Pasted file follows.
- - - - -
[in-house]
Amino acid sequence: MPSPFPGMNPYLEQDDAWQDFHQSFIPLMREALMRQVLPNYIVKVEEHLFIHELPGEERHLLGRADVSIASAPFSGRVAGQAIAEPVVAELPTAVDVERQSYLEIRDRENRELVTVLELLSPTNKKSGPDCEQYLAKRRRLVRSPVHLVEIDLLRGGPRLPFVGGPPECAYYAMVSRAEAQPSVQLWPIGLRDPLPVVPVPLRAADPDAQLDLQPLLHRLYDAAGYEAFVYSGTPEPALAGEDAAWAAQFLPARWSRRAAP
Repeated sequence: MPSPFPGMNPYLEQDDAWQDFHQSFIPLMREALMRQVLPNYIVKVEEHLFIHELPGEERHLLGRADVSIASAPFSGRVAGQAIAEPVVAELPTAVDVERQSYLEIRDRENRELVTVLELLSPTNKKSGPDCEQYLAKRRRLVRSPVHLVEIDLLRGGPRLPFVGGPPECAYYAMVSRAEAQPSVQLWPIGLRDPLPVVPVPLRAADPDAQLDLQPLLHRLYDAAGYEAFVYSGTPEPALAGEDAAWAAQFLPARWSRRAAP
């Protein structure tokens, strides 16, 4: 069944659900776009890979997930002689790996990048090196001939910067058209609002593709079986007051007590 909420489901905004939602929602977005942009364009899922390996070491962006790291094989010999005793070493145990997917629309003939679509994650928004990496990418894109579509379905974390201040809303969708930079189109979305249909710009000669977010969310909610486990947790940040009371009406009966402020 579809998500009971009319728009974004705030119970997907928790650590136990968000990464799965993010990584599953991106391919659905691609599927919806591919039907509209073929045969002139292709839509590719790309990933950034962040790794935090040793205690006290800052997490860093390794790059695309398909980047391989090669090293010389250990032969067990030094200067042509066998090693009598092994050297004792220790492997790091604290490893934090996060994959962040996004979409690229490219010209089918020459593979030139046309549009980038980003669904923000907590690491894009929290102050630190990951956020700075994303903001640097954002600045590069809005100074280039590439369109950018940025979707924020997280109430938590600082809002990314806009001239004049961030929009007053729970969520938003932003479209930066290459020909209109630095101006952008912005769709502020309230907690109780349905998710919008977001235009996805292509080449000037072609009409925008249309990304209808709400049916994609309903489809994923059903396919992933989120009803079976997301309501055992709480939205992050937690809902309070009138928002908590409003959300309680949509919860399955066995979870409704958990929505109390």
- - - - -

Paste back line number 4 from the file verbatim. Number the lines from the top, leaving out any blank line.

């Protein structure tokens, strides 16, 4: 069944659900776009890979997930002689790996990048090196001939910067058209609002593709079986007051007590 909420489901905004939602929602977005942009364009899922390996070491962006790291094989010999005793070493145990997917629309003939679509994650928004990496990418894109579509379905974390201040809303969708930079189109979305249909710009000669977010969310909610486990947790940040009371009406009966402020 579809998500009971009319728009974004705030119970997907928790650590136990968000990464799965993010990584599953991106391919659905691609599927919806591919039907509209073929045969002139292709839509590719790309990933950034962040790794935090040793205690006290800052997490860093390794790059695309398909980047391989090669090293010389250990032969067990030094200067042509066998090693009598092994050297004792220790492997790091604290490893934090996060994959962040996004979409690229490219010209089918020459593979030139046309549009980038980003669904923000907590690491894009929290102050630190990951956020700075994303903001640097954002600045590069809005100074280039590439369109950018940025979707924020997280109430938590600082809002990314806009001239004049961030929009007053729970969520938003932003479209930066290459020909209109630095101006952008912005769709502020309230907690109780349905998710919008977001235009996805292509080449000037072609009409925008249309990304209808709400049916994609309903489809994923059903396919992933989120009803079976997301309501055992709480939205992050937690809902309070009138928002908590409003959300309680949509919860399955066995979870409704958990929505109390």